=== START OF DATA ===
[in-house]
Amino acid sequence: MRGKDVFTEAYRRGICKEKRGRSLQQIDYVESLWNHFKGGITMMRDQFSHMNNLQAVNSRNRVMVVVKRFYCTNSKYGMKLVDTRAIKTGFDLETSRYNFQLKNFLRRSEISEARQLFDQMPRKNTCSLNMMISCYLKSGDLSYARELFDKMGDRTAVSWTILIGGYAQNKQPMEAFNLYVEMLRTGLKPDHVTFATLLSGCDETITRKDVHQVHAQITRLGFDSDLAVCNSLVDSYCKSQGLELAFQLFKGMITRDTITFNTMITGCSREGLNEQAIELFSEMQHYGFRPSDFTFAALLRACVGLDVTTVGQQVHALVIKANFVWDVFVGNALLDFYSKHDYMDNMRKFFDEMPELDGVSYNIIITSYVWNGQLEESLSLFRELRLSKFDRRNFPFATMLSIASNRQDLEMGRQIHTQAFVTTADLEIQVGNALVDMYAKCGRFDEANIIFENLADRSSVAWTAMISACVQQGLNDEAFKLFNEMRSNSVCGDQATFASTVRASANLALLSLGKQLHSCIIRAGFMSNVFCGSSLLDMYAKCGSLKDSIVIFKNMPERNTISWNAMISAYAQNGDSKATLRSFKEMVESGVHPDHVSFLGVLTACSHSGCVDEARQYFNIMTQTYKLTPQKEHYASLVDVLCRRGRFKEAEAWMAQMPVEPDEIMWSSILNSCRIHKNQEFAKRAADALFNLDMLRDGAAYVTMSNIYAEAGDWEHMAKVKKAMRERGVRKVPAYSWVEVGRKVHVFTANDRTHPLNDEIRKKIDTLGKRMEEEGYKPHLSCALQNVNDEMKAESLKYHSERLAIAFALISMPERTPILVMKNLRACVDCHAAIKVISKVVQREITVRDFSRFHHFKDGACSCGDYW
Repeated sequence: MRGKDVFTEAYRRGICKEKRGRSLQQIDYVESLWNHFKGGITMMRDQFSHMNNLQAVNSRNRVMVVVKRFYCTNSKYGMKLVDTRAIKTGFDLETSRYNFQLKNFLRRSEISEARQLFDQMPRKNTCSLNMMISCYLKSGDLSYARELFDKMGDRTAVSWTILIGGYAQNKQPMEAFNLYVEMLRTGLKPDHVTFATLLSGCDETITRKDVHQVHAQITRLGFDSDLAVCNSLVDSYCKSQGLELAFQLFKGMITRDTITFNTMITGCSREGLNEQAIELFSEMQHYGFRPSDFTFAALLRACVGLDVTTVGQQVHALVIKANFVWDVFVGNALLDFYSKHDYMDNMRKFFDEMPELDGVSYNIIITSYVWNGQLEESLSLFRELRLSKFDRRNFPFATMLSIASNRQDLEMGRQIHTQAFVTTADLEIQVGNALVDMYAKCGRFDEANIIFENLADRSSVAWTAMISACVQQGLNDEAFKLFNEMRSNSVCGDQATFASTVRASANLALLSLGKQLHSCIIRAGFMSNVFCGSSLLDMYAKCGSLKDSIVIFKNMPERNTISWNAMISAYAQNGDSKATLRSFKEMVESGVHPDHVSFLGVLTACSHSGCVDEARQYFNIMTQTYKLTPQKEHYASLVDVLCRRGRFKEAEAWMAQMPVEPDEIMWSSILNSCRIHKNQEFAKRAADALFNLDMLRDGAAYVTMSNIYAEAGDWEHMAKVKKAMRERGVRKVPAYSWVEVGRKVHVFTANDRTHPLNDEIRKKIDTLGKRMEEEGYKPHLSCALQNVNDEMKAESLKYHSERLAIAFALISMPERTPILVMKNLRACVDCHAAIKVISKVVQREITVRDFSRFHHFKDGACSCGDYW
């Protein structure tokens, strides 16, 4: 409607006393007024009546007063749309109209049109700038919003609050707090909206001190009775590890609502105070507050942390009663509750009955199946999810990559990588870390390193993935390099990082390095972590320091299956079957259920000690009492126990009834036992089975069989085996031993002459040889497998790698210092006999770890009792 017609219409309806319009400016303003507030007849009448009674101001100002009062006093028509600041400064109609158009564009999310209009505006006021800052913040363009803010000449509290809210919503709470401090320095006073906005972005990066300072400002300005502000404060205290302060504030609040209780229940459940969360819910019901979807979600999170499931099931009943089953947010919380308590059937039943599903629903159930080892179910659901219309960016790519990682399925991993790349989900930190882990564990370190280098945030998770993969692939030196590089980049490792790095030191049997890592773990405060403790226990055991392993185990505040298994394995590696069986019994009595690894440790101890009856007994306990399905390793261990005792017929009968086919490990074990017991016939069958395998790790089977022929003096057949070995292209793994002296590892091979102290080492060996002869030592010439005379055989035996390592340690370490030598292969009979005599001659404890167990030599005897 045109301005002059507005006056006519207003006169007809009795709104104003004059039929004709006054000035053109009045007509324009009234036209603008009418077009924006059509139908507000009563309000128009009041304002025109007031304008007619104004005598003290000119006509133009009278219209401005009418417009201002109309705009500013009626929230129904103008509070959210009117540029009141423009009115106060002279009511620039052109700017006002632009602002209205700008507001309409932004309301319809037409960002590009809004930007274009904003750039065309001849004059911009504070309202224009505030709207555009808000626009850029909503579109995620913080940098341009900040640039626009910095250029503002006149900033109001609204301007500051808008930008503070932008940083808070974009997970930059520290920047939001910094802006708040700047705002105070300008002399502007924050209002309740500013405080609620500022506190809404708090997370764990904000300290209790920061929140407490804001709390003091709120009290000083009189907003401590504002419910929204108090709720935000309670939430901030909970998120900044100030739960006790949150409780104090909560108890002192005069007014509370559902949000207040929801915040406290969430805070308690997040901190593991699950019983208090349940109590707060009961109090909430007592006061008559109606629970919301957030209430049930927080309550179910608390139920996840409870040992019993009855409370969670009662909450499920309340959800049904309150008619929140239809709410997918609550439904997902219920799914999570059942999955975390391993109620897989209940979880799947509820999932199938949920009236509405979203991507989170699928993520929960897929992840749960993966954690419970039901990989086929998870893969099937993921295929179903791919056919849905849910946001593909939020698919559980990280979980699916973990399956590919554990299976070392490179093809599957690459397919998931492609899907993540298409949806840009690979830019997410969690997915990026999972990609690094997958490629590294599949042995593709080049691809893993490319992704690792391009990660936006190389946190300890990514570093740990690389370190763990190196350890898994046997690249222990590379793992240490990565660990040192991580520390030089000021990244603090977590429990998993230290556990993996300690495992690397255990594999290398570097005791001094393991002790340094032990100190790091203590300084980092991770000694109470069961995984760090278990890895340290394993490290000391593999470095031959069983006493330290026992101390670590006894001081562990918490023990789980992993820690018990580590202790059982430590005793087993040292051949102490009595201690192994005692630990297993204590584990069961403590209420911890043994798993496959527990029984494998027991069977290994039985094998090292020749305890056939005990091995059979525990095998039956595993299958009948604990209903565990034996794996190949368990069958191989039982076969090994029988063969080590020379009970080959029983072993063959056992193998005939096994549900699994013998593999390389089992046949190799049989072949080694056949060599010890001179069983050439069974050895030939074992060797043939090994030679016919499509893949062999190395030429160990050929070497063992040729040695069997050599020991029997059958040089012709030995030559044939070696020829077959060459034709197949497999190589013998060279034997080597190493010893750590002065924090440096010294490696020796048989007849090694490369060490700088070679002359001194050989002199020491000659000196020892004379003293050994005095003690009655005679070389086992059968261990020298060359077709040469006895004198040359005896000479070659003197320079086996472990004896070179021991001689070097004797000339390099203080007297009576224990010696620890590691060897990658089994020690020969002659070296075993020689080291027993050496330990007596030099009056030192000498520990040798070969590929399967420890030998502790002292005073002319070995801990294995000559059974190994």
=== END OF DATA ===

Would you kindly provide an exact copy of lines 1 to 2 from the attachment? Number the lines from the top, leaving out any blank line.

[in-house]
Amino acid sequence: MRGKDVFTEAYRRGICKEKRGRSLQQIDYVESLWNHFKGGITMMRDQFSHMNNLQAVNSRNRVMVVVKRFYCTNSKYGMKLVDTRAIKTGFDLETSRYNFQLKNFLRRSEISEARQLFDQMPRKNTCSLNMMISCYLKSGDLSYARELFDKMGDRTAVSWTILIGGYAQNKQPMEAFNLYVEMLRTGLKPDHVTFATLLSGCDETITRKDVHQVHAQITRLGFDSDLAVCNSLVDSYCKSQGLELAFQLFKGMITRDTITFNTMITGCSREGLNEQAIELFSEMQHYGFRPSDFTFAALLRACVGLDVTTVGQQVHALVIKANFVWDVFVGNALLDFYSKHDYMDNMRKFFDEMPELDGVSYNIIITSYVWNGQLEESLSLFRELRLSKFDRRNFPFATMLSIASNRQDLEMGRQIHTQAFVTTADLEIQVGNALVDMYAKCGRFDEANIIFENLADRSSVAWTAMISACVQQGLNDEAFKLFNEMRSNSVCGDQATFASTVRASANLALLSLGKQLHSCIIRAGFMSNVFCGSSLLDMYAKCGSLKDSIVIFKNMPERNTISWNAMISAYAQNGDSKATLRSFKEMVESGVHPDHVSFLGVLTACSHSGCVDEARQYFNIMTQTYKLTPQKEHYASLVDVLCRRGRFKEAEAWMAQMPVEPDEIMWSSILNSCRIHKNQEFAKRAADALFNLDMLRDGAAYVTMSNIYAEAGDWEHMAKVKKAMRERGVRKVPAYSWVEVGRKVHVFTANDRTHPLNDEIRKKIDTLGKRMEEEGYKPHLSCALQNVNDEMKAESLKYHSERLAIAFALISMPERTPILVMKNLRACVDCHAAIKVISKVVQREITVRDFSRFHHFKDGACSCGDYW